If you want to see wildlife, then you must explore a forest on foot, and quietly. And that is exactly what Richard Bence did on a recent trip to the Western Ghat mountains in Kerala.
At the start of the year I joined a field biologist on a visit to the Tirunelli-Kudrakote elephant corridor project supported by World Land Trust (WLT).
Mr Ramith is a biologist working for Wildlife Trust of India (WTI) and, as it turns out, he spends a lot of his time examining prodigious piles of poo. Elephants eat 200kg of vegetation a day and this results in 45kg of dung.
Being a stressed out Londoner, I wanted my elephant hit – right now. Going on 14km treks was all well and good, but dung in itself had limited appeal and I could only find interest in the flora and fauna for so long.
Apart from a few notable exceptions like my Mum, humans of any variety, shape or form are not my favourite species. As Yann Martel’s eponymous character says in the film Life of Pi: “What you don’t realise is that we are a strange and forbidding species to wild animals. We fill them with fear. They avoid us as much as possible.”
I too find humans far more frightening than wild animals – although I am mindful of the fact that living with the threat of elephants stampeding though my front room might be a rather stressful way to live.
For that is the purpose of World Land Trust’s efforts: to minimise conflict between these magnificent beasts and rural communities. As the human population increases, the animals’ natural habitats become threatened. So, WLT takes a socio-holistic approach by helping to re-locate the village people to another plot thereby creating harmony for animal and human.
Clash of culture
WLT’s efforts are paying off, but protecting wildlife is a big task in a country that‘s developing at lightning speed.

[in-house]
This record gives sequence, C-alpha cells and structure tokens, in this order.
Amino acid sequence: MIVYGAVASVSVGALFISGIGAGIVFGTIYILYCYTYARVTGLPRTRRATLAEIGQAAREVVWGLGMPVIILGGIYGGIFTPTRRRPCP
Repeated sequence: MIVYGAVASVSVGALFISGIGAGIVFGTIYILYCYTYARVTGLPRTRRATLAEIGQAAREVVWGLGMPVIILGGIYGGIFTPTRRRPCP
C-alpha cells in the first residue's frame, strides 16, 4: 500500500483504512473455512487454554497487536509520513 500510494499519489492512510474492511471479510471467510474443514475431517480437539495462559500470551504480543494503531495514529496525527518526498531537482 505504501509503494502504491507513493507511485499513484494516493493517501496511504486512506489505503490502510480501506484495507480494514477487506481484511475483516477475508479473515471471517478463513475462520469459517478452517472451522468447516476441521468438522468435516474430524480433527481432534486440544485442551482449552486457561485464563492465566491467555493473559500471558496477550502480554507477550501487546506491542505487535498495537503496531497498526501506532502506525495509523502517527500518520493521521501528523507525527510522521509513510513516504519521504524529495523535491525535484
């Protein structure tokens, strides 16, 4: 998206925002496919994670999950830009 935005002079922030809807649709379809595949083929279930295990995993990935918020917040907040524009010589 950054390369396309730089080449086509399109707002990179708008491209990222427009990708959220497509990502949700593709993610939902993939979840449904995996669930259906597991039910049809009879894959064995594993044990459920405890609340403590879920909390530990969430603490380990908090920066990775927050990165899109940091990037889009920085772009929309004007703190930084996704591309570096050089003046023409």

Initially I had no interest in experiencing the brash modern face of commercial India. I wanted the exotic, eternal India, the one with elephants, tigers, flying giant squirrels, cobras and faded colonial grandeur (although not necessarily in that order or all at the same time).
But halfway through my trip I found myself in a shopping mall in Mangalore. Seeing the locals being so easily seduced by distractions (an inflatable bucking bronco looked particularly tragic and incongruous in an Indian shopping mall) and dead-end promises made me sad.
But it’s really none of my business – and in fact, as I was to find, spending a few hours in a temperature-controlled environment free of traffic noise has its appeal given the hot and horn-honking alternative out on the street.
Championing nature conservation
Later, out in the field, a world apart from air conditioned shopping malls, we finally came across elephants, foraging happily in a conflict-free field where villagers once lived.
I had much to learn from Mr Ramith’s quiet, patient observation skills. During my trip I came to realise that a butterfly could be just as impressive as an elephant if looked at in a less all-or-nothing light.
The prospect of championing nature conservation in a country that is developing as rapidly as India is truly daunting. But while brave organisations like Wildlife Trust of India and World Land Trust are doing sterling work, elephants at least are in safe hands.
WLT’s Elephant Corridor Project is creating a network of forest corridors to enable Indian Elephants to move safely between protected areas. After the success of the Tirunelli-Kudrakote corridor, WLT is now fundraising for a corridor in northern India to link the Corbett National Park to the neighbouring Ramnagar forest.
You can support the Elephant Corridors Appeal by donating to WLT’s Action Fund and specifying Elephant Appeal in the comments box.